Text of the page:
Friday, 8 May 2015

Bella Image: Becoming Christian: the Roman Senate in the period up to Constantine

This paper addresses the question of ‘becoming Christian' not for an individual, but for a body: the senatorial class of Rome.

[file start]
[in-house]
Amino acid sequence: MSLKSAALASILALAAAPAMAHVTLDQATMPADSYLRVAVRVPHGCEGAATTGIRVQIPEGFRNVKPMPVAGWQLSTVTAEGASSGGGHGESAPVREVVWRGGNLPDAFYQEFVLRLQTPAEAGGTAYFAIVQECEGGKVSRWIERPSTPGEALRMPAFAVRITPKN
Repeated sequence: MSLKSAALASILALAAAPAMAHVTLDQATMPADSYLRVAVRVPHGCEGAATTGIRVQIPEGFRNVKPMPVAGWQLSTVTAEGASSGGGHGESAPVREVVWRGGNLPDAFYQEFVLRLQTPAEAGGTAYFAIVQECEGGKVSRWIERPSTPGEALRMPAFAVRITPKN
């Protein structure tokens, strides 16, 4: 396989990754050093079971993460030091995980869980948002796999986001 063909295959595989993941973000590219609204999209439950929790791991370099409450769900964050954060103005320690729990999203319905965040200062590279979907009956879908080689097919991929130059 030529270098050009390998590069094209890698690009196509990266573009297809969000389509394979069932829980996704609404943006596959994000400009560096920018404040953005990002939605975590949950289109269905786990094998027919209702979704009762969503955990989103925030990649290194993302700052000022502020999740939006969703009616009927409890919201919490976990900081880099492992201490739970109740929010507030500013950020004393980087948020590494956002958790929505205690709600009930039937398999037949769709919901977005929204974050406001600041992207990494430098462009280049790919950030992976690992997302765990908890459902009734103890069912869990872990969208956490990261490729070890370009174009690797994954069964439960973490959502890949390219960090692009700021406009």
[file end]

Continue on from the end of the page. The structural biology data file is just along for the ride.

The people of Rome, and in particular the senatorial class, are often characterized in academic literature as the last bastion of traditional Roman religion. However, this may be skewed by interest in the so-called ‘pagan revival' of the late fourth century. Yet the case for senatorial disinterest in Christianity in the third century is in fact mere argument 'ex silentio' arising from the paucity of evidence. This paper therefore reviews the signs of Christianity for the period up to the reign of Constantine, and parallels this with evidence for a decline in traditional religion in the same period among the senatorial classes. It will be argued that, as an urban group, the senatorial class in Rome may have even led the way in Christianisation more than often thought.

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